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Structuring a Successful Composition Course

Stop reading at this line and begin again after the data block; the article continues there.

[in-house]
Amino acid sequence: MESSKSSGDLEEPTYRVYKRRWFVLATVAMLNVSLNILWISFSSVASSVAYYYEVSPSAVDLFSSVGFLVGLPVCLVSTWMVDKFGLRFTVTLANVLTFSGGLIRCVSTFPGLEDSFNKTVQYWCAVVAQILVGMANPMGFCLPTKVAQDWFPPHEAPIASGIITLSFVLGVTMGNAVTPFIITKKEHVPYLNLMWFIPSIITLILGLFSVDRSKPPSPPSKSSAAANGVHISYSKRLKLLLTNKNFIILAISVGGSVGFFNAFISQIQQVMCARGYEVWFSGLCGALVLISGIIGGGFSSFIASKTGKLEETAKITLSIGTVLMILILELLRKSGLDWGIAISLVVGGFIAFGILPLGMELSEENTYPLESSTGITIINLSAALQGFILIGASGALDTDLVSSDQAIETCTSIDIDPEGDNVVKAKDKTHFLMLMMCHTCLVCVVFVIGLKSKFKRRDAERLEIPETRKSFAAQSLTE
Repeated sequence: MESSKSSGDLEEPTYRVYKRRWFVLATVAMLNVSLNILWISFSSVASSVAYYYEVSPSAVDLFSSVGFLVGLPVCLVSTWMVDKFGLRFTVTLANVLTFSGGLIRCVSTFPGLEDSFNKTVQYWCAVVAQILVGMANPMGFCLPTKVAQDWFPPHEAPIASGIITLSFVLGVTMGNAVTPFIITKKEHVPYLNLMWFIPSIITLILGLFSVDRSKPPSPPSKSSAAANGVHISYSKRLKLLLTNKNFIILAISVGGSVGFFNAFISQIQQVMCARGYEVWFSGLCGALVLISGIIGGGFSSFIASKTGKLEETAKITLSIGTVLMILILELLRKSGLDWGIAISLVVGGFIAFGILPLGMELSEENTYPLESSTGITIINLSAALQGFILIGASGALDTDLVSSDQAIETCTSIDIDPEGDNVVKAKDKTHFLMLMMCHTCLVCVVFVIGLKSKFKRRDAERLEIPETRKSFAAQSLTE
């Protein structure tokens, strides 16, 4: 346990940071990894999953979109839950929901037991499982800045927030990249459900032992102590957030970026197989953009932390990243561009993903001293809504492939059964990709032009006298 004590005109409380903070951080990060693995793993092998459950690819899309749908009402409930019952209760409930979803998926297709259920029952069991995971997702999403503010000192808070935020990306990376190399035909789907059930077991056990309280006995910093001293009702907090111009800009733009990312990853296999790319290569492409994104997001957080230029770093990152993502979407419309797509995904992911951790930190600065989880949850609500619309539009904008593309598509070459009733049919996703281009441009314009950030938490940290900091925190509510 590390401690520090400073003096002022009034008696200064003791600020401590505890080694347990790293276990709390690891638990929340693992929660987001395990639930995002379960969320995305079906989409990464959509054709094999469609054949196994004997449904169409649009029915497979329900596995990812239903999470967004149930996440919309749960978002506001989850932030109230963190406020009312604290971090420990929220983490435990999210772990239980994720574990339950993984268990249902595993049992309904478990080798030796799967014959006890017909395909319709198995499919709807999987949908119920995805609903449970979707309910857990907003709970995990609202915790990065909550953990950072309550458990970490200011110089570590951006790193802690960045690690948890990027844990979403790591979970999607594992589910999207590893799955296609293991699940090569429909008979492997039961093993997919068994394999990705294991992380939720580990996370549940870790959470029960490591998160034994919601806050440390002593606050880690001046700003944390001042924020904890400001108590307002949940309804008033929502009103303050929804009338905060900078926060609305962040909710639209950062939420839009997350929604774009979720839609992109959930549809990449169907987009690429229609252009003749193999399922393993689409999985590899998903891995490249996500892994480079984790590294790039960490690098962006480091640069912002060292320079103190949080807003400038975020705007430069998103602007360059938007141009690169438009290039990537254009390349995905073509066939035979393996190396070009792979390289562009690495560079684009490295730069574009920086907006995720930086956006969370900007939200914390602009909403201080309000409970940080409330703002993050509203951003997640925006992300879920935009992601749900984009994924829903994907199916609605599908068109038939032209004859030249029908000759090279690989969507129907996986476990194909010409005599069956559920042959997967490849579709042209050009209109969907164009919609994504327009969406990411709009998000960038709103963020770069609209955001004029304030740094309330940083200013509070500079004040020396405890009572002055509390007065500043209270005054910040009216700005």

Thinking about how I would structure my classroom for a composition course creates a dilemma for me. I had a great experience in my high school composition courses. I really responded to how it was taught and made a personal connection to the work I was doing. Originally, I wanted to model my classroom after the one I had loved so much. The readings I have done concerning postmodern techniques being used in a composition course have also seemed very appealing to me, but present a different classroom experience. James Berlin claims “in teaching writing we are tacitly teaching a version of reality and the student’s place and mode of operation in it” (235). Without dealing with the forces students are contending with I would be indoctrinating them with my own ideology and not teaching them the tools to understand and work with these systems for themselves. The problem is how can I reconcile these two teaching styles to fit into my version of a productive and successful classroom? The initial thing I would be concerned with when teaching a course such as this is how to get the students to want to do the work. I know that most kids do not want any part of schoolwork period, but how can I make the work interesting enough to get kids to at least have some kind of connection to their work? My first instinct would be to assign a short writing task with a few options for topics concerning the kids personal lives, family situations, or friends. James Sosnoski in his essay “Postmodern Teachers in Their Postmodern Classrooms: Socrates Begone!” attempts to create a series of writing assignments for his postmodern classroom. His first assignment would not be as concerned with the individuals issues, but he would have the students write about ... ... middle of paper ... ...for my teaching is to teach my students to understand themselves and how they fit into the systems that affect their lives in so many ways. How I am going to go about doing that I have not figured out quite yet. Works Cited Althusser, Louis. “Ideology and Ideological State Apparatuses.” Althusser, Lenin 127-86. Berlin, James A. “Contemporary Composition: The Major Pedagogical Theories.” Illinois: National Council of Teachers of English, 1997. 233-48. Clifford, John. “The Subject in Discourse.” New York: The Modern Language Association of America, 1991. 38-51. Jarratt, Susan, A. “Feminism and Composition: The Case for Conflict.” New York: The Modern Language Association of America, 1991. 105-123. Sosnoski, James, J. “Postmodern Teachers in Their Postmodern Classrooms: SocratesBegone!” New York: The Modern Language Association of America, 1991. 198-219.

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